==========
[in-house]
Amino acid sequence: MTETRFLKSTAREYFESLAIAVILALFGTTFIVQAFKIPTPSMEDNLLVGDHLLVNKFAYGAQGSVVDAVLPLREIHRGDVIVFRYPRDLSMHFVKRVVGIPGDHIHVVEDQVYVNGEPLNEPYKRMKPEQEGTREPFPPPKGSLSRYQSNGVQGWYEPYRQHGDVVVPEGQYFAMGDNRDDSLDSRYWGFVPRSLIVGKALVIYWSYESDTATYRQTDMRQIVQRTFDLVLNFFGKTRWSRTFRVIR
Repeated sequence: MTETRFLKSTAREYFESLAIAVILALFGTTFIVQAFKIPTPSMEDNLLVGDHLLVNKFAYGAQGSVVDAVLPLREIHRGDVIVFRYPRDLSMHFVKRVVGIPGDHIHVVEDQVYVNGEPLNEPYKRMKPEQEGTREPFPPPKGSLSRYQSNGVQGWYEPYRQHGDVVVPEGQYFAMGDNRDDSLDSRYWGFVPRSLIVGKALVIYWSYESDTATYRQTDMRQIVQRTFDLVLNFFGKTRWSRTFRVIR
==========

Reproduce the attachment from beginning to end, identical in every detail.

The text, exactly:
[in-house]
Amino acid sequence: MTETRFLKSTAREYFESLAIAVILALFGTTFIVQAFKIPTPSMEDNLLVGDHLLVNKFAYGAQGSVVDAVLPLREIHRGDVIVFRYPRDLSMHFVKRVVGIPGDHIHVVEDQVYVNGEPLNEPYKRMKPEQEGTREPFPPPKGSLSRYQSNGVQGWYEPYRQHGDVVVPEGQYFAMGDNRDDSLDSRYWGFVPRSLIVGKALVIYWSYESDTATYRQTDMRQIVQRTFDLVLNFFGKTRWSRTFRVIR
Repeated sequence: MTETRFLKSTAREYFESLAIAVILALFGTTFIVQAFKIPTPSMEDNLLVGDHLLVNKFAYGAQGSVVDAVLPLREIHRGDVIVFRYPRDLSMHFVKRVVGIPGDHIHVVEDQVYVNGEPLNEPYKRMKPEQEGTREPFPPPKGSLSRYQSNGVQGWYEPYRQHGDVVVPEGQYFAMGDNRDDSLDSRYWGFVPRSLIVGKALVIYWSYESDTATYRQTDMRQIVQRTFDLVLNFFGKTRWSRTFRVIR